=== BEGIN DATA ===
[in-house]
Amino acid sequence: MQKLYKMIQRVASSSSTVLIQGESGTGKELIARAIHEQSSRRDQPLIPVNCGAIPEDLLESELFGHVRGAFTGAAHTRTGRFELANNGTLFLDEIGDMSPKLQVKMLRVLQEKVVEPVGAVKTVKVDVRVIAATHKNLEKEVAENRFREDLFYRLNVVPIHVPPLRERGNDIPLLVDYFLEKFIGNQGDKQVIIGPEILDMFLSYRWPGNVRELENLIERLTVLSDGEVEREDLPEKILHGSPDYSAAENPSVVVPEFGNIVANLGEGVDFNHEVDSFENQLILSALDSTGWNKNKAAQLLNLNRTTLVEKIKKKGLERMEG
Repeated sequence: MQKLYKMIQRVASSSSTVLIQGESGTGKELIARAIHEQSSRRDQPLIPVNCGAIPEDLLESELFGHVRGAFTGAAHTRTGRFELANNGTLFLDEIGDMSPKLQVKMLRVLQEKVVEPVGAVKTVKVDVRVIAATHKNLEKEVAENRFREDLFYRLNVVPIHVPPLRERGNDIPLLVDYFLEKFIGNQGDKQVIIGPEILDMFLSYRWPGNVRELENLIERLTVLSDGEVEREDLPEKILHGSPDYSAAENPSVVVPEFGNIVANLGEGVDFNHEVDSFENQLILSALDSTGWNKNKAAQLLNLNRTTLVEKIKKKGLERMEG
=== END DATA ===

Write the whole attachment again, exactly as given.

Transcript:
[in-house]
Amino acid sequence: MQKLYKMIQRVASSSSTVLIQGESGTGKELIARAIHEQSSRRDQPLIPVNCGAIPEDLLESELFGHVRGAFTGAAHTRTGRFELANNGTLFLDEIGDMSPKLQVKMLRVLQEKVVEPVGAVKTVKVDVRVIAATHKNLEKEVAENRFREDLFYRLNVVPIHVPPLRERGNDIPLLVDYFLEKFIGNQGDKQVIIGPEILDMFLSYRWPGNVRELENLIERLTVLSDGEVEREDLPEKILHGSPDYSAAENPSVVVPEFGNIVANLGEGVDFNHEVDSFENQLILSALDSTGWNKNKAAQLLNLNRTTLVEKIKKKGLERMEG
Repeated sequence: MQKLYKMIQRVASSSSTVLIQGESGTGKELIARAIHEQSSRRDQPLIPVNCGAIPEDLLESELFGHVRGAFTGAAHTRTGRFELANNGTLFLDEIGDMSPKLQVKMLRVLQEKVVEPVGAVKTVKVDVRVIAATHKNLEKEVAENRFREDLFYRLNVVPIHVPPLRERGNDIPLLVDYFLEKFIGNQGDKQVIIGPEILDMFLSYRWPGNVRELENLIERLTVLSDGEVEREDLPEKILHGSPDYSAAENPSVVVPEFGNIVANLGEGVDFNHEVDSFENQLILSALDSTGWNKNKAAQLLNLNRTTLVEKIKKKGLERMEG